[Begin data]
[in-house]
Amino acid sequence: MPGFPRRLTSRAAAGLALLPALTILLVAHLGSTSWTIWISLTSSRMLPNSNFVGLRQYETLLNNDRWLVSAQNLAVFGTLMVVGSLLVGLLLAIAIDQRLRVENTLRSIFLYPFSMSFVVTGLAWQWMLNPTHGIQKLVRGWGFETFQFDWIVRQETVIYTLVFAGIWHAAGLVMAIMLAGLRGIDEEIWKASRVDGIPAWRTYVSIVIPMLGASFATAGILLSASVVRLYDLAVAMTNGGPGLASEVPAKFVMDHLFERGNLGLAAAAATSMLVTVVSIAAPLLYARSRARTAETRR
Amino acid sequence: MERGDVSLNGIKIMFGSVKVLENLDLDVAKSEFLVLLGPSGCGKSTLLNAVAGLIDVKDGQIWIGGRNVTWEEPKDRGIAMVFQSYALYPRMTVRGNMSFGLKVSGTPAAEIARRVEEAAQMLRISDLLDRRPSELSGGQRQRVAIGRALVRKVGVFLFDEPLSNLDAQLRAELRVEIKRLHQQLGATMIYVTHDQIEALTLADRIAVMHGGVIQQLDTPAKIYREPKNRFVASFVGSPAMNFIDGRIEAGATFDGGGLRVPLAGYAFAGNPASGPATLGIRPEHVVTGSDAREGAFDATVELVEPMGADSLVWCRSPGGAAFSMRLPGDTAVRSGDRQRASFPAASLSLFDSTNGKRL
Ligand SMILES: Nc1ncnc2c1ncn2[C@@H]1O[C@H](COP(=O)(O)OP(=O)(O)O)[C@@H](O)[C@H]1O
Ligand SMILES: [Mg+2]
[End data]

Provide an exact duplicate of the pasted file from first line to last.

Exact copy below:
[in-house]
Amino acid sequence: MPGFPRRLTSRAAAGLALLPALTILLVAHLGSTSWTIWISLTSSRMLPNSNFVGLRQYETLLNNDRWLVSAQNLAVFGTLMVVGSLLVGLLLAIAIDQRLRVENTLRSIFLYPFSMSFVVTGLAWQWMLNPTHGIQKLVRGWGFETFQFDWIVRQETVIYTLVFAGIWHAAGLVMAIMLAGLRGIDEEIWKASRVDGIPAWRTYVSIVIPMLGASFATAGILLSASVVRLYDLAVAMTNGGPGLASEVPAKFVMDHLFERGNLGLAAAAATSMLVTVVSIAAPLLYARSRARTAETRR
Amino acid sequence: MERGDVSLNGIKIMFGSVKVLENLDLDVAKSEFLVLLGPSGCGKSTLLNAVAGLIDVKDGQIWIGGRNVTWEEPKDRGIAMVFQSYALYPRMTVRGNMSFGLKVSGTPAAEIARRVEEAAQMLRISDLLDRRPSELSGGQRQRVAIGRALVRKVGVFLFDEPLSNLDAQLRAELRVEIKRLHQQLGATMIYVTHDQIEALTLADRIAVMHGGVIQQLDTPAKIYREPKNRFVASFVGSPAMNFIDGRIEAGATFDGGGLRVPLAGYAFAGNPASGPATLGIRPEHVVTGSDAREGAFDATVELVEPMGADSLVWCRSPGGAAFSMRLPGDTAVRSGDRQRASFPAASLSLFDSTNGKRL
Ligand SMILES: Nc1ncnc2c1ncn2[C@@H]1O[C@H](COP(=O)(O)OP(=O)(O)O)[C@@H](O)[C@H]1O
Ligand SMILES: [Mg+2]